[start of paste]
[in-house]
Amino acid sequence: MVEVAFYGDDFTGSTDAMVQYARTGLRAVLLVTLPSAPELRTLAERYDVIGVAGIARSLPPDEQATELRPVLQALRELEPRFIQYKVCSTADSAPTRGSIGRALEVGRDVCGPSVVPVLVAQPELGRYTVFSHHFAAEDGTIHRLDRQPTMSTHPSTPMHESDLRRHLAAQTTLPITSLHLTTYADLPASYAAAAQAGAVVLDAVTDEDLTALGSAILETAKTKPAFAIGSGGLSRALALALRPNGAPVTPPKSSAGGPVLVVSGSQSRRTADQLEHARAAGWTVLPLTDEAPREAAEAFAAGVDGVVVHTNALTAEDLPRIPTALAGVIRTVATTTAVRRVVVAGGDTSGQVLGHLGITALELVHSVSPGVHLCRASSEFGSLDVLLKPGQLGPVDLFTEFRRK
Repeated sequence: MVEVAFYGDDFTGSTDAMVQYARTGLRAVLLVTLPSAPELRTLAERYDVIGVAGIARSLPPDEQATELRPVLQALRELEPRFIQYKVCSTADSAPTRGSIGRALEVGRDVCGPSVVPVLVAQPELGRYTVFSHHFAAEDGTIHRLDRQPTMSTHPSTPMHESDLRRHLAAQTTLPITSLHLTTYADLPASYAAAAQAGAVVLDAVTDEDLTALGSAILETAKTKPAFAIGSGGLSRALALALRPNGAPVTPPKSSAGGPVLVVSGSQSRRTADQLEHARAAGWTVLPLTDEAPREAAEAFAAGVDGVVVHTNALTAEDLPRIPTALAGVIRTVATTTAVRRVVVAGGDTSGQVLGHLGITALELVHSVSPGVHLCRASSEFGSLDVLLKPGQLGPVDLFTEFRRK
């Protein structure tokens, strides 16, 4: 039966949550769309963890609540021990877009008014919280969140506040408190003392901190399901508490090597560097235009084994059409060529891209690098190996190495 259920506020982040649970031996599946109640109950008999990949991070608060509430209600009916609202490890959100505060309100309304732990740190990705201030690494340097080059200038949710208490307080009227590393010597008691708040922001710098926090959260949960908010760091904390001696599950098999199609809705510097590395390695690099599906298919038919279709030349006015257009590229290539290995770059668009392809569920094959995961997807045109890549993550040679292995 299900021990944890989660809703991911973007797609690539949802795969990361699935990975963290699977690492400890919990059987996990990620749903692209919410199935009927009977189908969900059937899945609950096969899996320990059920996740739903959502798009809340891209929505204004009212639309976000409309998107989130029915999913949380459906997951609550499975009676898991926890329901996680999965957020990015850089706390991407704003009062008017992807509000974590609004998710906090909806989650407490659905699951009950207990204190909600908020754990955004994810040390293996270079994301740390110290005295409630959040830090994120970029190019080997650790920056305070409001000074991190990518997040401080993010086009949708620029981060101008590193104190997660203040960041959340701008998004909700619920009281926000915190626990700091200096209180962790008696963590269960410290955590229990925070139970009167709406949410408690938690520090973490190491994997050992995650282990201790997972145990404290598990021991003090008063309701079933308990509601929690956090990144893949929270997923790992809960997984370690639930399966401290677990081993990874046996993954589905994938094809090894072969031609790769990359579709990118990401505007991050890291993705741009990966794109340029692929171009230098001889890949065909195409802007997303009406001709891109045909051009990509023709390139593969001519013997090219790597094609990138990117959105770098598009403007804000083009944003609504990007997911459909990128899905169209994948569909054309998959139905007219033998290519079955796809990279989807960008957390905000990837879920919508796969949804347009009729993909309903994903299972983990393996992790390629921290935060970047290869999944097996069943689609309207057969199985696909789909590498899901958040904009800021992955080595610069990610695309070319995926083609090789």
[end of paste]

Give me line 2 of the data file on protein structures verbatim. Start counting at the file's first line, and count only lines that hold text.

Amino acid sequence: MVEVAFYGDDFTGSTDAMVQYARTGLRAVLLVTLPSAPELRTLAERYDVIGVAGIARSLPPDEQATELRPVLQALRELEPRFIQYKVCSTADSAPTRGSIGRALEVGRDVCGPSVVPVLVAQPELGRYTVFSHHFAAEDGTIHRLDRQPTMSTHPSTPMHESDLRRHLAAQTTLPITSLHLTTYADLPASYAAAAQAGAVVLDAVTDEDLTALGSAILETAKTKPAFAIGSGGLSRALALALRPNGAPVTPPKSSAGGPVLVVSGSQSRRTADQLEHARAAGWTVLPLTDEAPREAAEAFAAGVDGVVVHTNALTAEDLPRIPTALAGVIRTVATTTAVRRVVVAGGDTSGQVLGHLGITALELVHSVSPGVHLCRASSEFGSLDVLLKPGQLGPVDLFTEFRRK